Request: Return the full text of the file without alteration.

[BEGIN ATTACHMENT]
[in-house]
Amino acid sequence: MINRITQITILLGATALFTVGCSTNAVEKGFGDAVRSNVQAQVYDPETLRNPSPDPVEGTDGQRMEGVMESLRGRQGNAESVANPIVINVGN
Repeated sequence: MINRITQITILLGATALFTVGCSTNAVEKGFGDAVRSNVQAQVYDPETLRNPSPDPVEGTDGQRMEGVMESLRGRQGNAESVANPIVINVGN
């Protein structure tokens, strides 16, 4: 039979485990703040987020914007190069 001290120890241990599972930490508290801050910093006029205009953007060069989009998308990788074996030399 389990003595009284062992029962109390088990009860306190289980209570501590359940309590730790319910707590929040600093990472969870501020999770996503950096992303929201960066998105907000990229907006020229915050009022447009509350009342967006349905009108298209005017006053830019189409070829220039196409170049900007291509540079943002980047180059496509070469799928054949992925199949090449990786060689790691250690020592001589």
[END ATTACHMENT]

[in-house]
Amino acid sequence: MINRITQITILLGATALFTVGCSTNAVEKGFGDAVRSNVQAQVYDPETLRNPSPDPVEGTDGQRMEGVMESLRGRQGNAESVANPIVINVGN
Repeated sequence: MINRITQITILLGATALFTVGCSTNAVEKGFGDAVRSNVQAQVYDPETLRNPSPDPVEGTDGQRMEGVMESLRGRQGNAESVANPIVINVGN
């Protein structure tokens, strides 16, 4: 039979485990703040987020914007190069 001290120890241990599972930490508290801050910093006029205009953007060069989009998308990788074996030399 389990003595009284062992029962109390088990009860306190289980209570501590359940309590730790319910707590929040600093990472969870501020999770996503950096992303929201960066998105907000990229907006020229915050009022447009509350009342967006349905009108298209005017006053830019189409070829220039196409170049900007291509540079943002980047180059496509070469799928054949992925199949090449990786060689790691250690020592001589």